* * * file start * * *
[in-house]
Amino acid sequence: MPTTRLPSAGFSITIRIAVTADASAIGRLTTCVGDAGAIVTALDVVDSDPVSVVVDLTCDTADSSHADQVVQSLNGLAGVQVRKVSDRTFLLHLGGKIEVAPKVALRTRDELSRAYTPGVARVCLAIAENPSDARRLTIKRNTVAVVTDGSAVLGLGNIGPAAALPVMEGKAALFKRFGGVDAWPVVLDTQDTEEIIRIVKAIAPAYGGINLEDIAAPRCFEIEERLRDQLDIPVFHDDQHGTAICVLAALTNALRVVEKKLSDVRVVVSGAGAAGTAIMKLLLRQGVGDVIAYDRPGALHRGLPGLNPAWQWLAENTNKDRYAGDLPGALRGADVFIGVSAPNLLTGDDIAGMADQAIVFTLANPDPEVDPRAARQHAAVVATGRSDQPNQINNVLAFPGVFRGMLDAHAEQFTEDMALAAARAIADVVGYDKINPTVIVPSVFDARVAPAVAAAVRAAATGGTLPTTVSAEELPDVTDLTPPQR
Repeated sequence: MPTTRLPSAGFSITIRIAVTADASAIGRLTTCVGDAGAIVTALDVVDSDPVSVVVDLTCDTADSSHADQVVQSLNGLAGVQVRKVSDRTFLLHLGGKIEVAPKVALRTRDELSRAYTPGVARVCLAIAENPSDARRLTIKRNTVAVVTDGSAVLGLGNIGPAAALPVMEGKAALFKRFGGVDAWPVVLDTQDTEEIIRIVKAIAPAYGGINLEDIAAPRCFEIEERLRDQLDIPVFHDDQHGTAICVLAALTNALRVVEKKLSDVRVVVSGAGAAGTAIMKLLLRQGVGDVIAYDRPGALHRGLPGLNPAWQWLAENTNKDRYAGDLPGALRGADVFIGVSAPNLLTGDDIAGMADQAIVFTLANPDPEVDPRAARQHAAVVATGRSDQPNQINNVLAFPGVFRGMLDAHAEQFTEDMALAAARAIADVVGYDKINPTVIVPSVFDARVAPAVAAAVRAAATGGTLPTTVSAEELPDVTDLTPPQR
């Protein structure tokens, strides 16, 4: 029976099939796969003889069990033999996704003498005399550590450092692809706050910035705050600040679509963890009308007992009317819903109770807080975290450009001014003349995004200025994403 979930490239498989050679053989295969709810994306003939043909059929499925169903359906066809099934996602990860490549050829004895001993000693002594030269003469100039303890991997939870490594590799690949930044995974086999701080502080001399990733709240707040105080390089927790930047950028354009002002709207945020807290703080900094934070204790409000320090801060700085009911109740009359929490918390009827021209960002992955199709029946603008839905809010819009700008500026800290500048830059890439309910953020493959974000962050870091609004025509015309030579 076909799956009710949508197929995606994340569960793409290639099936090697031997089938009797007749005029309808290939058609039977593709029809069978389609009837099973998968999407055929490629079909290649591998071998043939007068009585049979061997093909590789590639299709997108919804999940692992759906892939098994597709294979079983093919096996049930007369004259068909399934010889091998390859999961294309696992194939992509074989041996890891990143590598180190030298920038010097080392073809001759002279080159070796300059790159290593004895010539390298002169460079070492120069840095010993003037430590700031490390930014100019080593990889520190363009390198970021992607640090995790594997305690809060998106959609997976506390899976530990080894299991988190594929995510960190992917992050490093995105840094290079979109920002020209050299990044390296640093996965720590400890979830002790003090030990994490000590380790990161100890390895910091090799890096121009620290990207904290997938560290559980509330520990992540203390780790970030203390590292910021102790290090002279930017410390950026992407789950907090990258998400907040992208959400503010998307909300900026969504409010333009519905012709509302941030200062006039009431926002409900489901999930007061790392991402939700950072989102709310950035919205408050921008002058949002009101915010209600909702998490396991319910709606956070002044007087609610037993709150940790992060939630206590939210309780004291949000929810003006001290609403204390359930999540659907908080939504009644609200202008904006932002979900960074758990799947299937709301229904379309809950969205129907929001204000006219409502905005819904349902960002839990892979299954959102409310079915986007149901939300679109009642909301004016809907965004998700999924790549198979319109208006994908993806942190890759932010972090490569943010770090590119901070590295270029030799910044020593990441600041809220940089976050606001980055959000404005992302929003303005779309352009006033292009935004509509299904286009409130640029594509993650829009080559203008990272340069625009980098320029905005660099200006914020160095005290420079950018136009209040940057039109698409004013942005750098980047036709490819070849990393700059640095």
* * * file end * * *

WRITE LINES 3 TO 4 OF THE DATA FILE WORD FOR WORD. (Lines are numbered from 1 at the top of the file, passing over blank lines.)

Repeated sequence: MPTTRLPSAGFSITIRIAVTADASAIGRLTTCVGDAGAIVTALDVVDSDPVSVVVDLTCDTADSSHADQVVQSLNGLAGVQVRKVSDRTFLLHLGGKIEVAPKVALRTRDELSRAYTPGVARVCLAIAENPSDARRLTIKRNTVAVVTDGSAVLGLGNIGPAAALPVMEGKAALFKRFGGVDAWPVVLDTQDTEEIIRIVKAIAPAYGGINLEDIAAPRCFEIEERLRDQLDIPVFHDDQHGTAICVLAALTNALRVVEKKLSDVRVVVSGAGAAGTAIMKLLLRQGVGDVIAYDRPGALHRGLPGLNPAWQWLAENTNKDRYAGDLPGALRGADVFIGVSAPNLLTGDDIAGMADQAIVFTLANPDPEVDPRAARQHAAVVATGRSDQPNQINNVLAFPGVFRGMLDAHAEQFTEDMALAAARAIADVVGYDKINPTVIVPSVFDARVAPAVAAAVRAAATGGTLPTTVSAEELPDVTDLTPPQR
């Protein structure tokens, strides 16, 4: 029976099939796969003889069990033999996704003498005399550590450092692809706050910035705050600040679509963890009308007992009317819903109770807080975290450009001014003349995004200025994403 979930490239498989050679053989295969709810994306003939043909059929499925169903359906066809099934996602990860490549050829004895001993000693002594030269003469100039303890991997939870490594590799690949930044995974086999701080502080001399990733709240707040105080390089927790930047950028354009002002709207945020807290703080900094934070204790409000320090801060700085009911109740009359929490918390009827021209960002992955199709029946603008839905809010819009700008500026800290500048830059890439309910953020493959974000962050870091609004025509015309030579 076909799956009710949508197929995606994340569960793409290639099936090697031997089938009797007749005029309808290939058609039977593709029809069978389609009837099973998968999407055929490629079909290649591998071998043939007068009585049979061997093909590789590639299709997108919804999940692992759906892939098994597709294979079983093919096996049930007369004259068909399934010889091998390859999961294309696992194939992509074989041996890891990143590598180190030298920038010097080392073809001759002279080159070796300059790159290593004895010539390298002169460079070492120069840095010993003037430590700031490390930014100019080593990889520190363009390198970021992607640090995790594997305690809060998106959609997976506390899976530990080894299991988190594929995510960190992917992050490093995105840094290079979109920002020209050299990044390296640093996965720590400890979830002790003090030990994490000590380790990161100890390895910091090799890096121009620290990207904290997938560290559980509330520990992540203390780790970030203390590292910021102790290090002279930017410390950026992407789950907090990258998400907040992208959400503010998307909300900026969504409010333009519905012709509302941030200062006039009431926002409900489901999930007061790392991402939700950072989102709310950035919205408050921008002058949002009101915010209600909702998490396991319910709606956070002044007087609610037993709150940790992060939630206590939210309780004291949000929810003006001290609403204390359930999540659907908080939504009644609200202008904006932002979900960074758990799947299937709301229904379309809950969205129907929001204000006219409502905005819904349902960002839990892979299954959102409310079915986007149901939300679109009642909301004016809907965004998700999924790549198979319109208006994908993806942190890759932010972090490569943010770090590119901070590295270029030799910044020593990441600041809220940089976050606001980055959000404005992302929003303005779309352009006033292009935004509509299904286009409130640029594509993650829009080559203008990272340069625009980098320029905005660099200006914020160095005290420079950018136009209040940057039109698409004013942005750098980047036709490819070849990393700059640095």